That is true, up until 2014, including. I'm meaning to have a fairly relaxing period this summer and to train myself very good for what is about to start in autumn which is my debut at the National Theatre Munich (Nationaltheater München) in a premiere with the opera 'Don Pasquale' by Donizetti directed by the grand mezzo-soprano Brigitte Fassbaender - it will be a series of shows - afterwards a bel canto concert, it is actually my second invitation that I receive from our grand soprano Angela Gheorghiu at the Auditorium of the State Kremlin Palace - the biggest concert hall in Moscow, with 6000 seats, a hall that replaced the hall of the Bolshoi Theatre for quite a while. After that, I will have my debut at the Concertgebouw Hall in Amsterdam with the opera 'La Scala di Seta' by Rossini, under the baton of Alessandro de Marchi and a lot of other projects.


You sang in Tokyo in 2011 together with Angela Gheorghiu and you will do it again in December. What is it like to perform next to a diva?

It is such a joy! It gives me the strength to overcome my boundaries and to rise myself to her level.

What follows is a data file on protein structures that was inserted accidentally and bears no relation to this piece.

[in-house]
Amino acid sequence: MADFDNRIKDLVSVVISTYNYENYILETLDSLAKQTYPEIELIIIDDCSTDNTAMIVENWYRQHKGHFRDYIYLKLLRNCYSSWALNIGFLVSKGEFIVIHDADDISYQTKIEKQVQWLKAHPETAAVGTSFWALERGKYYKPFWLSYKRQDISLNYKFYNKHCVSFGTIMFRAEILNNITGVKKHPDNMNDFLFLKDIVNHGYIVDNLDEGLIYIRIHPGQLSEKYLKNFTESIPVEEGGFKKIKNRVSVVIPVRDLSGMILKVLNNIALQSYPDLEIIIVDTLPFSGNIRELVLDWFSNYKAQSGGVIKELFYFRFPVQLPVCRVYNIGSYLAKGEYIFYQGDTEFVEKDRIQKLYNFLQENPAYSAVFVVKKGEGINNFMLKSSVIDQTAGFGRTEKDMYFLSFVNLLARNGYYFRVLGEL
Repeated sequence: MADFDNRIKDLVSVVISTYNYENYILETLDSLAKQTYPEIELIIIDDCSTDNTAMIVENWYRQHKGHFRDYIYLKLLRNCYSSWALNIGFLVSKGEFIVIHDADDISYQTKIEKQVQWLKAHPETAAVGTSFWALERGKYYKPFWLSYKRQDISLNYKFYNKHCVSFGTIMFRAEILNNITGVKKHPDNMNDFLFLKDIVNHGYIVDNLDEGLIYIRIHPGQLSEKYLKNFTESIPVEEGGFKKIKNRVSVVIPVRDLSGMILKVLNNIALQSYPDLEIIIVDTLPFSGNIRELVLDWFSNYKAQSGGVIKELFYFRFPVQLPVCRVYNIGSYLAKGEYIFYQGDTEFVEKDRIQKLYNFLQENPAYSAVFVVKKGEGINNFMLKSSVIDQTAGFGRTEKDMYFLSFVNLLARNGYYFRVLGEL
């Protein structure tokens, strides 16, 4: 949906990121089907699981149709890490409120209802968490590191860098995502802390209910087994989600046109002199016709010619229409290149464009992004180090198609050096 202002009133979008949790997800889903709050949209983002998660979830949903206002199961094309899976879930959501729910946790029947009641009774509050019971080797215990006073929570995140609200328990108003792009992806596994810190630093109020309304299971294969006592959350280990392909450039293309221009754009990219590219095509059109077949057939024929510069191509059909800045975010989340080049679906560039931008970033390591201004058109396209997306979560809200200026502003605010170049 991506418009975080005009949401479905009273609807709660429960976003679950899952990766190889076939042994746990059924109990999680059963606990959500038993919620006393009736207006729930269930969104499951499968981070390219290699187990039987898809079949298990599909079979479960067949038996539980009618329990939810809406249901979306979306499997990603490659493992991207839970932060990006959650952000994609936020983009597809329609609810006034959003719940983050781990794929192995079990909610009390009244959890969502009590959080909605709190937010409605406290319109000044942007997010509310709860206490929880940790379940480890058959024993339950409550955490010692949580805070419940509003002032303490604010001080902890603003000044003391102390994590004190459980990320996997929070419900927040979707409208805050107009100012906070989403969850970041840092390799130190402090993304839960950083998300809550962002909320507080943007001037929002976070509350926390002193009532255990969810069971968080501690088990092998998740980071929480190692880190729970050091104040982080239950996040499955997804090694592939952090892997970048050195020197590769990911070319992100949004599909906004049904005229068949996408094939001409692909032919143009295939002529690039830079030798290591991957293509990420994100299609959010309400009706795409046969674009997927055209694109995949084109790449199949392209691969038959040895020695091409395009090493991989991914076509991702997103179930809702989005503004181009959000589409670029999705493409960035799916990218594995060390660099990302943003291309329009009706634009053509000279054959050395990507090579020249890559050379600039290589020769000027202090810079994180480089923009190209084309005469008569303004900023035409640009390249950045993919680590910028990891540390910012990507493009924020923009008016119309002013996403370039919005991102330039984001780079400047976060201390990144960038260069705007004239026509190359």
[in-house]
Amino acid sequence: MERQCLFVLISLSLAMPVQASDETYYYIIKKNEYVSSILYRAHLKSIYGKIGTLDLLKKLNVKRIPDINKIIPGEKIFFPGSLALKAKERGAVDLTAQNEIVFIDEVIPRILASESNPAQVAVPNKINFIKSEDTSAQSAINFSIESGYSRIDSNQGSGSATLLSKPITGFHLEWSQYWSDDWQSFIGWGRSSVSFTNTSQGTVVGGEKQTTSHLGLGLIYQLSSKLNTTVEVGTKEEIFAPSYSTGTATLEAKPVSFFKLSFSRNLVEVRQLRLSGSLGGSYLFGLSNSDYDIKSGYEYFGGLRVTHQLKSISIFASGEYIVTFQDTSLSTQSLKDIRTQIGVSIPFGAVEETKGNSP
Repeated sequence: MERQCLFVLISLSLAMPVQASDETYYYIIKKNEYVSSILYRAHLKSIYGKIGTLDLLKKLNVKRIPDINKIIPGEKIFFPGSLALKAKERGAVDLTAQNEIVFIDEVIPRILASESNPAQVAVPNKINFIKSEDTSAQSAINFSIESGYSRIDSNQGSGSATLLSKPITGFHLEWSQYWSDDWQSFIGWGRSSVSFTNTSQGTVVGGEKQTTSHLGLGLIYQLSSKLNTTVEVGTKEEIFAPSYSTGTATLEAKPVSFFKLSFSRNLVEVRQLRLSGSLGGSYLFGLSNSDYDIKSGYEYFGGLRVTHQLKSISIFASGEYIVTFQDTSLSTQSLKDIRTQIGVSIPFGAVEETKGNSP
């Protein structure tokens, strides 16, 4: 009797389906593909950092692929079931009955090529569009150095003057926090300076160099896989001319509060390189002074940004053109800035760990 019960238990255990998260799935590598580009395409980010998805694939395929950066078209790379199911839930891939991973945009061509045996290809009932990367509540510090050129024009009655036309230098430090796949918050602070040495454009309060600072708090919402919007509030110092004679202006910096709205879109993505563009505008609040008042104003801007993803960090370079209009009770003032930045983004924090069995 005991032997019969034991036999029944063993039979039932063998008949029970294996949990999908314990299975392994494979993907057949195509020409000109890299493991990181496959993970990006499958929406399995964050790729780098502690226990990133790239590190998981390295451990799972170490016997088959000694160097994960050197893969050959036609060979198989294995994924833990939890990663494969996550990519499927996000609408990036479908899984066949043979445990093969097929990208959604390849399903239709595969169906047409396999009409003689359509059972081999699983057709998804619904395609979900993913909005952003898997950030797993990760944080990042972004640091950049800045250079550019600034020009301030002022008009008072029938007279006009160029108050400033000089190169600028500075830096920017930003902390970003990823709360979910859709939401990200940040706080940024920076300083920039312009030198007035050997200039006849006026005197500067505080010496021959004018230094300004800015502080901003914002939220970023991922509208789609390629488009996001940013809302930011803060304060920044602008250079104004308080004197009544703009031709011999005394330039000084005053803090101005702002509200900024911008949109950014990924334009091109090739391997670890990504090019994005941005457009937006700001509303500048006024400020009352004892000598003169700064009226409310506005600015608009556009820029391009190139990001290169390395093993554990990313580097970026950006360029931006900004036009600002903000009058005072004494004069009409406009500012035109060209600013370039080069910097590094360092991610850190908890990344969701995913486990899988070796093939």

You are considered a Rossini tenor par excellence. What qualities do you think a performer who sings Rossini must have?

First of all, one must have a predisposition to the agility encountered in Rossini's works, towards coloratura, to be able to play very much with vocal colours, to tackle very carefully what bel canto signifies, because Rossini is part of this small family, as it was named by Bellini. I am glad my voice adapts to this style and I truly wish to remain at this vocal stage for as long as possible.


As you have said before, you have focused on Rossini and Donizetti's repertoire. What other parts do you intend to approach?

I really wish to approach Mozart's repertoire, to tackle the tenor parts from 'Don Giovanni', 'Cosi Fan Tutte', 'La Clemenza di Titto' - there are a lot of titles, but, I am patient and time will, somehow, work in my favour.


In a short period of time you've managed to perform some of the most important lyrical scenes. In what opera houses have you mostly enjoyed singing so far?